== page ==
Upper Cretaceous sediments belong to the Chalk Group. They are extensively preserved in the offshore basins all around the British Isles, while onshore they form the familiar chalk hills that extend from the Yorkshire and Lincolnshire Wolds southwards through the Chilterns to the North and South Downs and the Isle of Wight. They also occur beneath the Tertiary lavas in Antrim
and locally in western Scotland. But it is probable that at one time deposition occurred across almost the whole of the British Isles, as landmasses became flooded during a continuing rise in global sea level through much of the Cretaceous. This reached a probable Phanerozoic peak during the Late Campanian
In late Cretaceous times extensional activity continued to the west of Britain as the North Atlantic started to widen. But there is also evidence of three compressional phases that affected sedimentation from southern England to the North Sea, reflecting events much further south where the African Plate began to converge with the European Plate. But the main control on sedimentation was the predominantly arid Late Cretaceous climate. In the moderately deep, warm and clear seas biogenic oozes accumulated to form a remarkably pure limestone, the Chalk
This is composed essentially of detritus from calcareous algae (coccolithophores), usually deposited on the sea floor via the faecal pellets of copepod crustaceans. The main clastic input is represented by the very thin but laterally extensive bentonitic marl bands that provide important marker horizons in the Chalk and reflect distant volcanic activity, probably in the North Atlantic. But more sandy sediments accumulated locally adjacent to the surviving landmasses.
The Chalk Group
accumulated in two distinct provinces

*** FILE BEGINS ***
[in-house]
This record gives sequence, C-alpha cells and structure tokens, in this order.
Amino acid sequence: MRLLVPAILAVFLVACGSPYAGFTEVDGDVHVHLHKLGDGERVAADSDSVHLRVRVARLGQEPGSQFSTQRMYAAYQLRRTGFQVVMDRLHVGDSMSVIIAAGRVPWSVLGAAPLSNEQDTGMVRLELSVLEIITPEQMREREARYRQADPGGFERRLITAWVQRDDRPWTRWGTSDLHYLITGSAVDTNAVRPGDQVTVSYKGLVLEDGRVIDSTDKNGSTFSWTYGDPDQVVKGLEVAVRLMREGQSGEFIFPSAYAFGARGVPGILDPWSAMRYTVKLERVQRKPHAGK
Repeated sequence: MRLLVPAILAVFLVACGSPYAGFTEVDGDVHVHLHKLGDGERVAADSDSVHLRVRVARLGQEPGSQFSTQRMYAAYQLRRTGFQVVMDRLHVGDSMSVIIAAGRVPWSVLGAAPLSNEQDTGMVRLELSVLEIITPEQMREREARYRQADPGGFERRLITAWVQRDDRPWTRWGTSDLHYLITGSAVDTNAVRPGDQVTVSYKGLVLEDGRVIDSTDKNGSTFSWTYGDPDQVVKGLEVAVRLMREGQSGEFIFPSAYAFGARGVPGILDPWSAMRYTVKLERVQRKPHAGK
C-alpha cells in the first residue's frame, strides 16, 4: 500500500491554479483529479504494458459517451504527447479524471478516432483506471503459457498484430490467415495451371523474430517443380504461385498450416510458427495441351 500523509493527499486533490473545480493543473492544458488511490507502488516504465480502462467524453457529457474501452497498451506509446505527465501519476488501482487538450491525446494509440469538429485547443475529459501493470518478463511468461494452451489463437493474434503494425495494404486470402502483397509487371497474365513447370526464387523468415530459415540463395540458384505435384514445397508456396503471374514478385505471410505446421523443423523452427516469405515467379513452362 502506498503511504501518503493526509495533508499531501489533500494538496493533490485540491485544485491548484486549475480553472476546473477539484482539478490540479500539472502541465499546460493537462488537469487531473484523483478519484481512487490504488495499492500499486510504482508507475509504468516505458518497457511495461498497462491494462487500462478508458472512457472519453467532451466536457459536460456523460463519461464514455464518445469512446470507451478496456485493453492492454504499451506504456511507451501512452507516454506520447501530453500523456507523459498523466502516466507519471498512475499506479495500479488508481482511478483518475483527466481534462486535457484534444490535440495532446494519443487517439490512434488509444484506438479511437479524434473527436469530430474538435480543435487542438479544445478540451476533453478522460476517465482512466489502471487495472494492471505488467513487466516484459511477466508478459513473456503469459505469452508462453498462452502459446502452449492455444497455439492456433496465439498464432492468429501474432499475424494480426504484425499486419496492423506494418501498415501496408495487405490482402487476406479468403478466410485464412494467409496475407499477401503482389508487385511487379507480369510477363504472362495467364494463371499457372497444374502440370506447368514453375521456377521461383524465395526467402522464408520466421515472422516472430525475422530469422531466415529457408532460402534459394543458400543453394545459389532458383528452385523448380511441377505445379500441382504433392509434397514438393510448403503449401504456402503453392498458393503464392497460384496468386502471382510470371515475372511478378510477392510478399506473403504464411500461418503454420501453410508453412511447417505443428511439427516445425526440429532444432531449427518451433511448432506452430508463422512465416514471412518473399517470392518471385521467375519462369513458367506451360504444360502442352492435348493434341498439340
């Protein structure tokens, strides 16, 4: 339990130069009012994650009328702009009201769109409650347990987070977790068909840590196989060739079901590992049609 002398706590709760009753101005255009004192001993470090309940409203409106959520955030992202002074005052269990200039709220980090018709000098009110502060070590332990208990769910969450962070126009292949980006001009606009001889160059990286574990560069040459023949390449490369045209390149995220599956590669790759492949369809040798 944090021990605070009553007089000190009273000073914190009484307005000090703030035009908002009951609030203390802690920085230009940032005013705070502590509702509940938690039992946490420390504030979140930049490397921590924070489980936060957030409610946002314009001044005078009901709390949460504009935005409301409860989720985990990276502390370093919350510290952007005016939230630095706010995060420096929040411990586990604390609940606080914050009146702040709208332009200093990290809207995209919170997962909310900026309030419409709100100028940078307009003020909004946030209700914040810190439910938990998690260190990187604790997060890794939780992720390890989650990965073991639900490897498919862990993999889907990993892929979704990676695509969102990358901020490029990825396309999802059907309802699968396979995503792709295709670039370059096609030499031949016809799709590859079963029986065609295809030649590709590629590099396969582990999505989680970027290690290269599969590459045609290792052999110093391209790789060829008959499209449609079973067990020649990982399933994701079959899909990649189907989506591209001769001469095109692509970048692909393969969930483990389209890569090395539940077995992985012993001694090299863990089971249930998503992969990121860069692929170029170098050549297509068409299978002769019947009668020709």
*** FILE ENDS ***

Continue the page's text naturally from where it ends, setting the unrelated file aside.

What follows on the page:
, a northern one with faunal affinities with North Germany, Scandinavia and the Russian Platform, and a southern province linked with the Paris Basin and Mediterranean Europe. There is an intermediate area across the buried Anglo-Brabant high.
Historically, the Chalk Group proved difficult to subdivided lithologically, because of its superficially homogenous nature. But for the onshore area a series of mappable lithological units
are now distinguished for both northern and southern provinces, while there are many lithological markers (e.g. marl
and flint bands
, bioclastic horizons and small-scale sedimentary cycles) that show a remarkable lateral continuity and thus facilitate a detailed event correlation
across the country. The more important flint and marl bands
have been formally named. Units are also defined in the NW Scotland
and Northern Ireland
provinces. In the offshore basins, the Chalk Group has been most thoroughly studied in parts of the North Sea basin where five formations have been distinguished, which correlate closely or exactly with those recognised in northern England. The highest (Rowe) formation is recognised both offshore and onshore while the names of the other four unfortunately change at the present coastline.
Over much of England the highest chalks were eroded away during the Tertiary, so that the original extent of Maastrichtian sedimentation remains uncertain, but the successions in Northern Ireland preserve the youngest
onshore chalks. But globally there was a Maastrichtian regression, so that within the British Isles the depositional area may have shrunk after the Late Campanian.
Hopson, P.M. (2005). A stratigraphical framework for the Upper Cretaceous Chalk of England and Scotland with statements on the Chalk of Northern Ireland and the UK Offshore Sector
. BGS Research Report RR/05/01.
Mortimore, R. (2011). A chalk revolution: what have we done to the Chalk of England? Proceedings of the Geologists’ Association
Mortimore, R.N., Wood, C.J. & Gallois, R.W., (2001). British Upper Cretaceous Stratigraphy
, Geological Conservation Review Series, No. 23, Joint Nature Conservation Committee, Peterborough.
Rawson, P.F. (2006). Cretaceous: sea levels peak as the North Atlantic opens. In Brenchley, P.J. & Rawson, P.F. (Eds). The Geology of England and Wales (2nd edition), pp. 365-393. London: The Geological Society.